SEC Director Believes Exchange Platforms Won’t Survive Without Regulation

The SEC considers it necessary to regulate exchange platforms

In an interview with the Financial Times, the director of the SEC, the American financial policeman, does not see the exchange platforms exist outside a “public policy framework”, in other words a regulation.

Appointed last January by Joe Biden, Gary Gensler is considered to have a rather positive opinion on cryptocurrencies, unlike his predecessor Jay Clayton. But he believes that the significant valuation of the cryptocurrency market, now estimated at $ 2,000 billion, cannot exist without a minimum of regulatory constraints.

For him, trading platforms are jeopardizing their long-term survival if they do not work hand in hand with regulators. The director of the SEC prefers to remain “technologically neutral”, considering that digital assets are no different from others and that, therefore, they must comply with the same legislation.

Gary Gensler goes even further, arguing that a well-defined legal framework protects against illicit activity while maintaining financial stability.

The director of the SEC adds that according to him, one cannot succeed apart from the company:

“History tells us, we don’t survive long away. Finance is ultimately a matter of trust. “

Gensler of course fails to say that illicit activities are primarily funded by fiat currencies, the name of which means “trust.” It will also be recalled that the creation of a trusted financial system, which does not require giving full decision-making power to an institution, is precisely the credo of cryptocurrencies. Can we really speak of trust when a financial institution unilaterally decides to print greenbacks?

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SEC appeals to platforms

Despite his observation, Gensler does not seem to have changed his mind about cryptocurrencies and is convinced that they are assets of the future. Rather than cast shame, the director of the SEC prefers to convince the exchange platforms to discuss with the American financial policeman.

Gensler would like Coinbase, Kraken and all platforms operating in the United States to apply for a controlled exercise authorization rather than begging forgiveness every time one gets slapped on the fingers.

Despite his position, Gary Gensler remains listened to in the crypto-asset sphere. Formerly a professor at MIT, he taught blockchain and cryptocurrencies to his students, emphasizing this innovative technological component. If his current job requires him to remain neutral, it would therefore be more in the perspective of supporting rather than prohibiting.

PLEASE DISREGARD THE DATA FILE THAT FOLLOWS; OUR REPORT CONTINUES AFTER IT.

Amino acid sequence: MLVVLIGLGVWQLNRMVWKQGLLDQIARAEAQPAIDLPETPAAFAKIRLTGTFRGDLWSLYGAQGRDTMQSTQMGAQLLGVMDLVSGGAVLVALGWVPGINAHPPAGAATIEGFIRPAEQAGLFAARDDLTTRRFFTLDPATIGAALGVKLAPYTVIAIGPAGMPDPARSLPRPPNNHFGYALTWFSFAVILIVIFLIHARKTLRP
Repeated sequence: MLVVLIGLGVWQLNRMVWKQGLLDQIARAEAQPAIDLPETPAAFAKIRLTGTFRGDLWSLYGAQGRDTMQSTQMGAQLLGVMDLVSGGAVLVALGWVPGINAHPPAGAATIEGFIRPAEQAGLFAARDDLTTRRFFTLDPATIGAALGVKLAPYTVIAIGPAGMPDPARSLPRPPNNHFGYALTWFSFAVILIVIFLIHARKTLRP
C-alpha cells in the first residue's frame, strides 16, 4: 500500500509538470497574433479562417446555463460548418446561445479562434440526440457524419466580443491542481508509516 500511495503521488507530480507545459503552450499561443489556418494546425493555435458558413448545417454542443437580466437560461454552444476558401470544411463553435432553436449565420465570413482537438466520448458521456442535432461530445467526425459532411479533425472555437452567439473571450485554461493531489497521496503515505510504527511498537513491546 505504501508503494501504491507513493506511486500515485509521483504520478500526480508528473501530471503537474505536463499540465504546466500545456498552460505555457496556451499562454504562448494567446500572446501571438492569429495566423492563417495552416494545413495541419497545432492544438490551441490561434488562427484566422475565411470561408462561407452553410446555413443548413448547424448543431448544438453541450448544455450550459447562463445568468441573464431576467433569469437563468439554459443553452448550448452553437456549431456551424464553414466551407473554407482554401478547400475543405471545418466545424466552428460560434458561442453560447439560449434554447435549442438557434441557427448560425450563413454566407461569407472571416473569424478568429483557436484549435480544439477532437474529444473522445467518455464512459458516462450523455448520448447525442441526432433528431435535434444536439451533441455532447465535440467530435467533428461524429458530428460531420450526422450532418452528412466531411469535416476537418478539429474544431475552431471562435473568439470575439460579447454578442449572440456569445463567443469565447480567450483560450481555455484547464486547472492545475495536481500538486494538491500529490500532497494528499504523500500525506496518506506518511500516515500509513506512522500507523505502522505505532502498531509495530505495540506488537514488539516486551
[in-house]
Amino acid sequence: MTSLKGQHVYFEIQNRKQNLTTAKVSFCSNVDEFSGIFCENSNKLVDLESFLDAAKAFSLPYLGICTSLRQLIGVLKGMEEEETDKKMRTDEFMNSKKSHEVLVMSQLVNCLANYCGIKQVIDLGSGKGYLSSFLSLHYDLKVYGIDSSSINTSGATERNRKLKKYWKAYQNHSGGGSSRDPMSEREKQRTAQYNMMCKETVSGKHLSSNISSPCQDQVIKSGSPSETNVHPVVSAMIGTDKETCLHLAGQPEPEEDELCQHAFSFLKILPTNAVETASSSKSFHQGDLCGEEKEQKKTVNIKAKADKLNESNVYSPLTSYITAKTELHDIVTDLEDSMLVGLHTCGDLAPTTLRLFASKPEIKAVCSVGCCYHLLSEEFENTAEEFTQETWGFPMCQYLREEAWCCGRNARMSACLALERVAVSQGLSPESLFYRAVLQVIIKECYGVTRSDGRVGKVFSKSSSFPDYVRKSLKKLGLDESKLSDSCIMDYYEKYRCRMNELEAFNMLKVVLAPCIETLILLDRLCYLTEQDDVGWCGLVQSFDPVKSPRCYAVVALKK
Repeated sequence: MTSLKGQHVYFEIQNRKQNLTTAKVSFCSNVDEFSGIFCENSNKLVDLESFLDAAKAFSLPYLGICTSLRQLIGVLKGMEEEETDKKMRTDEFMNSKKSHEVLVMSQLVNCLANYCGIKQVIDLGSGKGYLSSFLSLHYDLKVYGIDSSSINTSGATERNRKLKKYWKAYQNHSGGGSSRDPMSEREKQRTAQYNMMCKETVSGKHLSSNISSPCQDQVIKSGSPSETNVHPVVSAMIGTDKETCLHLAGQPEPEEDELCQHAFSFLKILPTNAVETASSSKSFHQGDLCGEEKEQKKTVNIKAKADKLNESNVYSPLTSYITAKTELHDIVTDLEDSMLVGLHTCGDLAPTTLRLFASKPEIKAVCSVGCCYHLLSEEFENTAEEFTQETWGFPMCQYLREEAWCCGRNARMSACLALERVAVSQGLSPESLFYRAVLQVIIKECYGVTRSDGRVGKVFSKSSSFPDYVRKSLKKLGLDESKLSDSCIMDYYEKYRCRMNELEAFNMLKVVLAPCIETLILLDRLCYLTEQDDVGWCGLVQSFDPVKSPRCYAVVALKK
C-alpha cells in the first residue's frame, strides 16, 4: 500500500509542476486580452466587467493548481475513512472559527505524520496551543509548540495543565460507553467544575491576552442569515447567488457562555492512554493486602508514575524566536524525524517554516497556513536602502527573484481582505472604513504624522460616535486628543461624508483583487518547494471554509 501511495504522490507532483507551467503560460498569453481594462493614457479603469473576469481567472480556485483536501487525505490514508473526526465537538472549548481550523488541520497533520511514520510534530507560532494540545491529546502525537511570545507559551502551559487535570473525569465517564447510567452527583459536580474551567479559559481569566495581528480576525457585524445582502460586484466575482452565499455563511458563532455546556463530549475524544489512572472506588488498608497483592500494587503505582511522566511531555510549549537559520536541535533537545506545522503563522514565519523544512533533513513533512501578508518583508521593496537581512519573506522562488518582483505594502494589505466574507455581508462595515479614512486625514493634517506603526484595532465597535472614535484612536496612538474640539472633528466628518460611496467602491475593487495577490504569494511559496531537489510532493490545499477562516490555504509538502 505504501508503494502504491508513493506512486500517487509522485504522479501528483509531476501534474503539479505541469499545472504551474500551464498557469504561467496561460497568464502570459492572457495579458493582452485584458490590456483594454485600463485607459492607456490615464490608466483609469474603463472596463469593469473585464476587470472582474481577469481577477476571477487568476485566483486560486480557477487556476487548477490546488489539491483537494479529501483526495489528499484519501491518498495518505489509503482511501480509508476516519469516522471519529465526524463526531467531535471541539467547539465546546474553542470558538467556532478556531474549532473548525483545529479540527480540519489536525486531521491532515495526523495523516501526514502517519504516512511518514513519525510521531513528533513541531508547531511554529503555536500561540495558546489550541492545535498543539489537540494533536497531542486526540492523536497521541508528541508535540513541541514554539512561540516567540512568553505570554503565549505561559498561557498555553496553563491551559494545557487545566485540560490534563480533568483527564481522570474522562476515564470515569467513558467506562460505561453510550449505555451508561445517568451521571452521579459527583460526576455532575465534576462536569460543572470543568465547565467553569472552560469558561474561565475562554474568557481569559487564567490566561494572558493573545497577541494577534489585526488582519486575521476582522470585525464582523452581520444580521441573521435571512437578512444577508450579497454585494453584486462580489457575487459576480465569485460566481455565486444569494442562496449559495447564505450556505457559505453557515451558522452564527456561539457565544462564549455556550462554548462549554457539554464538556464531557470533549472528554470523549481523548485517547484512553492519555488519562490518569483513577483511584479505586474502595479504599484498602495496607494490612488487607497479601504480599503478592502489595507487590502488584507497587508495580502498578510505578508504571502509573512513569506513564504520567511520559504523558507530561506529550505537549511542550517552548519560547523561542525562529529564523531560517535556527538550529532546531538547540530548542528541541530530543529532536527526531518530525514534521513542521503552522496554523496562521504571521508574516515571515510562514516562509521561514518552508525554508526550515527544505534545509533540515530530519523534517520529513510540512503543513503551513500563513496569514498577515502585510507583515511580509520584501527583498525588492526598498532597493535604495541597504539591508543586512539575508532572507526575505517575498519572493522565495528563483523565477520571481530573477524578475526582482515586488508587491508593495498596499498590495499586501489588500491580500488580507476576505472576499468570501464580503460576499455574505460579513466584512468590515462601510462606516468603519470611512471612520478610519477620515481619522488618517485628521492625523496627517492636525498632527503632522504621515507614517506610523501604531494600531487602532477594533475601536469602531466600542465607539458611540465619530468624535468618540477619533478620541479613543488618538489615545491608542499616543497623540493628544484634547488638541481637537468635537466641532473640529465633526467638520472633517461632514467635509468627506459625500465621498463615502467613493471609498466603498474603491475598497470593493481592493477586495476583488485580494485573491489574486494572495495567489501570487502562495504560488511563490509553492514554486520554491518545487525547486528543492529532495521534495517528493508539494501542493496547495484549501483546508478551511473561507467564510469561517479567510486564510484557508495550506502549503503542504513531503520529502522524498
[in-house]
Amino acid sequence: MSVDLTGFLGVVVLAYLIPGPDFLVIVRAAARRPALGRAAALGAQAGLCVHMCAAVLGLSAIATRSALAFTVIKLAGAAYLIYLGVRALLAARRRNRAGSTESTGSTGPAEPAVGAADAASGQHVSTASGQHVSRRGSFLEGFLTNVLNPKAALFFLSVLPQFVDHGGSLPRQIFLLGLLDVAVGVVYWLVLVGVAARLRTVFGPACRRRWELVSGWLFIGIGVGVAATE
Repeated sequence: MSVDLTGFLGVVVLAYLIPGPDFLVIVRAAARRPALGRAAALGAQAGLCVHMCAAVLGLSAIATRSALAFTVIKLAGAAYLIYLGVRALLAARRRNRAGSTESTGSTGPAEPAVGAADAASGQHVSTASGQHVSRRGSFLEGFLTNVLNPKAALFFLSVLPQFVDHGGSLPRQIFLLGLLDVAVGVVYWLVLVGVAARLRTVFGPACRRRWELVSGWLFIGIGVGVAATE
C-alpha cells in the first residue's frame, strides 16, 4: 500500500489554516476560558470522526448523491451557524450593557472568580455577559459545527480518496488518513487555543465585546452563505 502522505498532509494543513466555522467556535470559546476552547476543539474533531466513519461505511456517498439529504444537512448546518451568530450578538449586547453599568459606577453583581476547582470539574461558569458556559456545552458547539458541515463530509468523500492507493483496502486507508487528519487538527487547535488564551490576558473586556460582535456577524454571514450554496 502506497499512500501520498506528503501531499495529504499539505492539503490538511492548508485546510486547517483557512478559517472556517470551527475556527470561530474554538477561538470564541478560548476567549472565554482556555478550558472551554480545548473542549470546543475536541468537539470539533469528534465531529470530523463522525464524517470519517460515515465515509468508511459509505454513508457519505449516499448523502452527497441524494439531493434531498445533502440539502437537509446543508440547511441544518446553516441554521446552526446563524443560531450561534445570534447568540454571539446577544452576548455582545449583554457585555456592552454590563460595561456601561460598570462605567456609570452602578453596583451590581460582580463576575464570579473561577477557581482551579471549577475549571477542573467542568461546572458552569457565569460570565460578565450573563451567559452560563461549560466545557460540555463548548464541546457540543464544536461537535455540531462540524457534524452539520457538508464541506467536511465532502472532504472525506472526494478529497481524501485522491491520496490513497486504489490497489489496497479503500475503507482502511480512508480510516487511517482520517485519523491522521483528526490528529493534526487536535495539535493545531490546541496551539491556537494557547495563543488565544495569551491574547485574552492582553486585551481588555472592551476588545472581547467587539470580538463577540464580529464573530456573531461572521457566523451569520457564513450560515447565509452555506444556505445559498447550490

For the director of the SEC, regulation is essential, because the vast majority of transactions today take place through trading platforms. Above all, these transactions would be “95%” of pure speculation on the part of investors.

The director of the SEC is also looking at decentralized finance (DeFi)

Gary Gensler also mentioned DeFi, which would pose the same difficulties as centralized exchange platforms by operating outside any regulatory framework. If he welcomes the fact that investors can interact more directly, he would like the SEC to exercise authority over an entity like Uniswap.

For Gensler, the concept of DeFi is not really decentralization, as it would imply certain governance mechanisms or systems that come close to centralization. The name DeFi would therefore be inappropriate, because, according to him, it cannot exist without the intervention of a person or a group of people who created the user interface.

Gensler admits, on the other hand, that DeFi is less centralized than Wall Street. Above all, he is positive towards it, believing that it represents something interesting lying between the whole centralized and the whole decentralized. Will his knowledge of the field be positive for an industry that is still too poorly understood, or will it lead to too strict monitoring? Response in the coming months.

Read – Uniswap Developers Subject to US SEC Investigation

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About the author: Benjamin Allouch

Formerly a lawyer specializing in personal data and digital law, I quickly became interested in Bitcoin, blockchain technology and their legal implications. I am now an independent consultant and writer in the field of cryptocurrencies and blockchain.
All articles by Benjamin Allouch.

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